Not all things that affect your business are business related. On May 16, 2020, we lost a very special, devoted, loyal friend. Samual, “Sam”, was our 12 year old Cocker Spaniel. Sam was white with blond spots. He had long floppy ears and big brown eyes. He hated the cold and to get his feet wet. He loved treats and naps. He was Max, our Lab/German Shepherd, best friend.
Over the years, he lost an eye to glaucoma, his hearing was going, and his breath was horrible. However, he was still the sweetest, most wonderful companion. He showed signs of youth on a daily basis with an excited treat dance or a quick little run around the yard until one day he no longer had the energy to go outside or eat his treat even when brought to him. He declined quicker than we could have imagined.
In a matter of two days, he was gone. We were at a local market when he passed. He died in my daughters arms which brings comfort. Luckily, I had gone home to check on him just a few hours before and had said “I love you” and “I’ll see you soon”. What I wasn’t prepared for was the pain that is associated with losing a pet. The tears continued to come even days later. I watched Max mourn his death through tears.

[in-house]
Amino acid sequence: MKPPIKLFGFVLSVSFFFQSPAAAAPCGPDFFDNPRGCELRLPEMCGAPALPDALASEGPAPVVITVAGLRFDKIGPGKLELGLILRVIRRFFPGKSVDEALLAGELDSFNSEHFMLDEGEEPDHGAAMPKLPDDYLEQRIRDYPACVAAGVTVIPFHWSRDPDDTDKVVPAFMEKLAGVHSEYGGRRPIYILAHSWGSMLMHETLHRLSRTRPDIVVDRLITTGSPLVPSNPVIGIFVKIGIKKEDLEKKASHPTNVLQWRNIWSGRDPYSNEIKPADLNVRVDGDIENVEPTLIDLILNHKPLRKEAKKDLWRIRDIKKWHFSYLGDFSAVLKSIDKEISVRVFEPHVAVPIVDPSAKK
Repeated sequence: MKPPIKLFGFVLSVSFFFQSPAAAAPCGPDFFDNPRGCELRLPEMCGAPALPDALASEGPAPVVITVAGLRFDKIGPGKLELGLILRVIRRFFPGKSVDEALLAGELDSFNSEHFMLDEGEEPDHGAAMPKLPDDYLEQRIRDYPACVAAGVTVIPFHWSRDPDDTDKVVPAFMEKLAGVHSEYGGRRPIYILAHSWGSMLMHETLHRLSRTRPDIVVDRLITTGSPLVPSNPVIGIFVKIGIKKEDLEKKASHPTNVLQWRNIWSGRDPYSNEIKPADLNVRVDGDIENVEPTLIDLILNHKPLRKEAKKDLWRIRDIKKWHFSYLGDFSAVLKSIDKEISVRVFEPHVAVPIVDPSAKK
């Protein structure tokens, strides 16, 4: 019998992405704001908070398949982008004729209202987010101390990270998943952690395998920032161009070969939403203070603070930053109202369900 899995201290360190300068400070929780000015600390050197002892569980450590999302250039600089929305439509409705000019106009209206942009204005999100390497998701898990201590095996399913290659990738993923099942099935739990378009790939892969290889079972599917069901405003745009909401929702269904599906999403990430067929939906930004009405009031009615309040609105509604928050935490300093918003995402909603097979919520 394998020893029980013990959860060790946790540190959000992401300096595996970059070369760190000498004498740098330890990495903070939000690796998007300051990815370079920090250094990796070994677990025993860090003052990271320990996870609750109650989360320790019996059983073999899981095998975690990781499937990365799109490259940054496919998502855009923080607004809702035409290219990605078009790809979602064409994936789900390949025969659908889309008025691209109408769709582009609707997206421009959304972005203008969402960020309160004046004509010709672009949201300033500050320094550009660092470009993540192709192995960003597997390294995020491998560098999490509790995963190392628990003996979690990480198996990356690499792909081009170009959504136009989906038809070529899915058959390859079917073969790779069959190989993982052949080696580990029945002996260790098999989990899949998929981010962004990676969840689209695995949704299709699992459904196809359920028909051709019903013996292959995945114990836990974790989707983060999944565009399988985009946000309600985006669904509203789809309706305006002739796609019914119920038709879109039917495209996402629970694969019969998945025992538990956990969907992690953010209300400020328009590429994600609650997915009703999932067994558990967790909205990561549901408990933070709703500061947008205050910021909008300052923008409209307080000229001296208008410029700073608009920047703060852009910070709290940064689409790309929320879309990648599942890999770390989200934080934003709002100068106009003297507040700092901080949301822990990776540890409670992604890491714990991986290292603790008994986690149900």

Whoever said dogs have no feelings has never watched a dog mourn the death of his beloved friend. Max has lost weight, has stopped asking for ice after his walks, lays on our feet or with his head in our laps, and cries. He lays around the house without his normal smile and tail wag. He won’t let anyone out of his sight. His personality and demeanor has changed. After a week, signs of the old Max are returning, but you can still see he hasn’t completely returned.
The emptiness of the house without Sam has yet to leave any of us. As I sit here watching storms move through the area, the weight of the loss is still with me, but I know each day it gets easier, the pain lessens, and the tears come less frequent.